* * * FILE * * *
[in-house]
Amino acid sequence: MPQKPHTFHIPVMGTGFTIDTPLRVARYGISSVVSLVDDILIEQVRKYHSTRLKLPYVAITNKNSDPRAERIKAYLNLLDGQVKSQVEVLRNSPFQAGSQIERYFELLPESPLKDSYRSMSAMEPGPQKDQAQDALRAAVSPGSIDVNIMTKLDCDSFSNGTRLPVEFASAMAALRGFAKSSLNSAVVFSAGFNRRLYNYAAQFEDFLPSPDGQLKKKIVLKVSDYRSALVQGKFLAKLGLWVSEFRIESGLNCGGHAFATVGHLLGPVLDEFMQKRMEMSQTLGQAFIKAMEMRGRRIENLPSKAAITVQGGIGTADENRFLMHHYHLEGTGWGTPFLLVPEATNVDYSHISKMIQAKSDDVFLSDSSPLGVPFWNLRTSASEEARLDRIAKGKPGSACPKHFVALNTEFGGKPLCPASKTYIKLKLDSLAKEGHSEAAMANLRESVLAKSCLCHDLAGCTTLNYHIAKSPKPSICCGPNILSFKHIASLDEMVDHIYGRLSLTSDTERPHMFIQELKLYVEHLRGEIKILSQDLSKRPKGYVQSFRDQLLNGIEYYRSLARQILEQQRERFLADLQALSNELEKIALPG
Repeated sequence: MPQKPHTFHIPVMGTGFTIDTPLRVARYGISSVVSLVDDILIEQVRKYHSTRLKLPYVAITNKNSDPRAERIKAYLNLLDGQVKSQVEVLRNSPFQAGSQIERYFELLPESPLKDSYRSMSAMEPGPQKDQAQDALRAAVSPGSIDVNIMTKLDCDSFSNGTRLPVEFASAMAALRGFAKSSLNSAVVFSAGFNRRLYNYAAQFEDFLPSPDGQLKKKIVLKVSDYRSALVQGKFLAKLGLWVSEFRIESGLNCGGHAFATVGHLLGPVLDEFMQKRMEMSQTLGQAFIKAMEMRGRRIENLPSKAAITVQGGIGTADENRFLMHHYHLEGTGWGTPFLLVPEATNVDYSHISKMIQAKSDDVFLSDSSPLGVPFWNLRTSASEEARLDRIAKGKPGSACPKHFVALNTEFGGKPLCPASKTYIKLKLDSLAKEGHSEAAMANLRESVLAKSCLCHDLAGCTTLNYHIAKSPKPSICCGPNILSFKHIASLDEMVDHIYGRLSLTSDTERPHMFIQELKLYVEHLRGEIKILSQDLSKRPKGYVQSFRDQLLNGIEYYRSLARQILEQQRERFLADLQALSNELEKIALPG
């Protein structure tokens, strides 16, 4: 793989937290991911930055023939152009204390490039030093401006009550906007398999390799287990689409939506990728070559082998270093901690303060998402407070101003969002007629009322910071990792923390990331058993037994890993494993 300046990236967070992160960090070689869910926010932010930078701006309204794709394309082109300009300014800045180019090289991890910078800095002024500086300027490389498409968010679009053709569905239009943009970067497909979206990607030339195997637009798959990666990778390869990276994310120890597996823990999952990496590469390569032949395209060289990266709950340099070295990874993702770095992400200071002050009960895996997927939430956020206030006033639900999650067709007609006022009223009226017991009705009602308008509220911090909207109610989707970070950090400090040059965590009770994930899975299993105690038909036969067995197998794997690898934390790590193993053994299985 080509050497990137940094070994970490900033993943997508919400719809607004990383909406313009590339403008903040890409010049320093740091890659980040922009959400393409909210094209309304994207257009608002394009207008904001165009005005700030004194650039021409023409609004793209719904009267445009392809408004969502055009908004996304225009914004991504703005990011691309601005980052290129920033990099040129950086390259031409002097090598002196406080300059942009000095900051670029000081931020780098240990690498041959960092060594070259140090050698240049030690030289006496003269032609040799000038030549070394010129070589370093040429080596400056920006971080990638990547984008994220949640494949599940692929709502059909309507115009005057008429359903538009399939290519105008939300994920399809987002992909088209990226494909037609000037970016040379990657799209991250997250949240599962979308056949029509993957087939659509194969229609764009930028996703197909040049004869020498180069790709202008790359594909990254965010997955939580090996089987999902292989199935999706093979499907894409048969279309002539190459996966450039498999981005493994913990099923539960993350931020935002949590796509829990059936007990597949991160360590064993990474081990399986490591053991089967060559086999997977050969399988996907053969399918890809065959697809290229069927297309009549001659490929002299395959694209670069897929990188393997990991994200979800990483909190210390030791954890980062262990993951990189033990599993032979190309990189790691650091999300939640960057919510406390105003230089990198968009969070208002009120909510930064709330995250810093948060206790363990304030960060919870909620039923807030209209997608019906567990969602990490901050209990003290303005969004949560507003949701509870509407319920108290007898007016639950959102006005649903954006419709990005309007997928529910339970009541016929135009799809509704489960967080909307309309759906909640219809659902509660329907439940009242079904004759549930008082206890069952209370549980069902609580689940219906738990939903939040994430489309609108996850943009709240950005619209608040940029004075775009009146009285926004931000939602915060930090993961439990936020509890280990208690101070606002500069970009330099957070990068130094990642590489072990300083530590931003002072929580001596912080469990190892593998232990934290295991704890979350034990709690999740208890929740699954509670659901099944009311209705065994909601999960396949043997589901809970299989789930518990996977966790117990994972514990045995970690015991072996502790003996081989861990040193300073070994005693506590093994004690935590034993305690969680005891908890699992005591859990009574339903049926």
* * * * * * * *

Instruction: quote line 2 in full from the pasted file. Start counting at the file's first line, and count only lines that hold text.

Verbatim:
Amino acid sequence: MPQKPHTFHIPVMGTGFTIDTPLRVARYGISSVVSLVDDILIEQVRKYHSTRLKLPYVAITNKNSDPRAERIKAYLNLLDGQVKSQVEVLRNSPFQAGSQIERYFELLPESPLKDSYRSMSAMEPGPQKDQAQDALRAAVSPGSIDVNIMTKLDCDSFSNGTRLPVEFASAMAALRGFAKSSLNSAVVFSAGFNRRLYNYAAQFEDFLPSPDGQLKKKIVLKVSDYRSALVQGKFLAKLGLWVSEFRIESGLNCGGHAFATVGHLLGPVLDEFMQKRMEMSQTLGQAFIKAMEMRGRRIENLPSKAAITVQGGIGTADENRFLMHHYHLEGTGWGTPFLLVPEATNVDYSHISKMIQAKSDDVFLSDSSPLGVPFWNLRTSASEEARLDRIAKGKPGSACPKHFVALNTEFGGKPLCPASKTYIKLKLDSLAKEGHSEAAMANLRESVLAKSCLCHDLAGCTTLNYHIAKSPKPSICCGPNILSFKHIASLDEMVDHIYGRLSLTSDTERPHMFIQELKLYVEHLRGEIKILSQDLSKRPKGYVQSFRDQLLNGIEYYRSLARQILEQQRERFLADLQALSNELEKIALPG